Fountain pen

Unlike its predecessor, the dip pen, the fountain pen holds its ink in a internal reservoir which is drawn through a feed to the nib by way of gravity and capillary action. Due to its way of operating the fountain pen requires little to no pressure to write.

The ink in the reservoir may be re-filled manually via an internal “filler mechanism or through use of removable reservoirs of pre-filled ink.

The first known recorded use of the fountain pen dates back to the 10th century. Ma’ād al-Mu’izz, the caliph of Egypt, demanded a pen which would not stain his hands or clothes, and was provided with a pen which held ink in a reservoir and delivered it to the nib, and could be held upside-down without leaking. Unfortunately, no details of the operation or construction of this pen exist.

Due to lack of understanding of how air pressure affected the ink within the pen, progress on developing a reliable pen was slow. Petrache Poenaru received a patent for the invention of the first fountain pen with a replaceable in cartridge in 1827. After three key inventions happened in the 1850’s the fountain pen finally become popular as a writing instrument. Those inventions were the iridium-tipped gold nib, hard rubber, and free-flowing ink. By the 1880’s fountain pens were being mass produced. Wirt was the dominant producer all the way through the 1920’s.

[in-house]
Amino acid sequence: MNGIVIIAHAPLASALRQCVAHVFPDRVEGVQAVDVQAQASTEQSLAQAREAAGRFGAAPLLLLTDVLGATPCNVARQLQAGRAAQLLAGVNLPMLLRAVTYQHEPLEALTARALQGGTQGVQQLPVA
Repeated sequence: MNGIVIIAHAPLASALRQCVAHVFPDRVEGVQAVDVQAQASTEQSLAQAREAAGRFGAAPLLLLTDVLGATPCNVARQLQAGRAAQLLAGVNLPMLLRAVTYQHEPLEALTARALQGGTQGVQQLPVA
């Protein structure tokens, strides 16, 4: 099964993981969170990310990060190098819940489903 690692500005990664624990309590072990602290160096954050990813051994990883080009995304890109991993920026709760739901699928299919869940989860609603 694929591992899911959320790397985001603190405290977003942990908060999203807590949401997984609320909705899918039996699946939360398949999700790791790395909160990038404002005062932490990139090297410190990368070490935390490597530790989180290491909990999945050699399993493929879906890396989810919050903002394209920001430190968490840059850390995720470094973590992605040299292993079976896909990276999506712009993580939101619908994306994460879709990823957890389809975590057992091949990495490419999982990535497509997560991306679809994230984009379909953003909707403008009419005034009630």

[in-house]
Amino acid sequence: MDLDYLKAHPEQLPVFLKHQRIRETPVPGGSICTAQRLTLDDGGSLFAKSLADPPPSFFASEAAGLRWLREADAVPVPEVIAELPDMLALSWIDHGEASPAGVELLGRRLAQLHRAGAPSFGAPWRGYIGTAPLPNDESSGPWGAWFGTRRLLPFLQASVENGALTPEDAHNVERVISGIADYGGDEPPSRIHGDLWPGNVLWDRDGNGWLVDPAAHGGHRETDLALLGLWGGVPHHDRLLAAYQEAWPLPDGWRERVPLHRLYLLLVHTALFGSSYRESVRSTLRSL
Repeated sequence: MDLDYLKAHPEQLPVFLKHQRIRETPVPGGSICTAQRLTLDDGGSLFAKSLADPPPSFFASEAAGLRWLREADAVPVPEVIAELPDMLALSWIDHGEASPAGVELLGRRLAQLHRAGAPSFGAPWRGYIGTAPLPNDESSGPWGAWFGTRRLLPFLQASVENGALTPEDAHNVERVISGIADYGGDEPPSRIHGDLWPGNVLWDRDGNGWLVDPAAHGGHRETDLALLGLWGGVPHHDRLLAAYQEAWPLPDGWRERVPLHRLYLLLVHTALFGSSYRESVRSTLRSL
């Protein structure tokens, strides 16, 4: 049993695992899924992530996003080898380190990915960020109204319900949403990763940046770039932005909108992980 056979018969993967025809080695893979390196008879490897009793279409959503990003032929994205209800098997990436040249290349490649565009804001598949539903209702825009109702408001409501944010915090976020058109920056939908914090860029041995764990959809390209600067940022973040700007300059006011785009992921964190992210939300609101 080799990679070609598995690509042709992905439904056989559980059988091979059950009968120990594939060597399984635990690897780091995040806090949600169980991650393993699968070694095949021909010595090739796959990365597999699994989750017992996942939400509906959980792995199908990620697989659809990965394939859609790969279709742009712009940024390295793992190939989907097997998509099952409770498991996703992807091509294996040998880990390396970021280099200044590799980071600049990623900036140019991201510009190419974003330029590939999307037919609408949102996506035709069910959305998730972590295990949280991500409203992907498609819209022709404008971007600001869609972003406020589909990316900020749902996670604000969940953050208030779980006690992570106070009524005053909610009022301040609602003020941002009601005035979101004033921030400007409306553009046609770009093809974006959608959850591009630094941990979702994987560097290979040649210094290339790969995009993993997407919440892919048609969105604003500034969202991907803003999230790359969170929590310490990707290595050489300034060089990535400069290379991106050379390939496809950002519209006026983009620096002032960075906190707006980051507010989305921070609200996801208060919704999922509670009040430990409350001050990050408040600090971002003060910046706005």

Eventually celluloid replaced hard rubber, which allowed for more colors and designs.

During the 1940s and 1950s, fountain pens retained their dominance even though by this time ballpoint pens were in existence. Ball Point pens were expensive, prone to leaks, and had irregular inkflow, while the fountain pen continued to benefit from the combination of mass production and craftsmanship.

It wasn’t until the 1960’s that the ballpoint eventually gained dominance over the fountain pen for casual use. Although the fountain pen is still used in some European countries it is generally considered a collectible item or status symbol. Many pens are made with jewels and cloisonné designs. There are many communities of pen enthusiast who collect rare and antique pens. Many collectors find the antique pens to be more valuable when they are actually usable.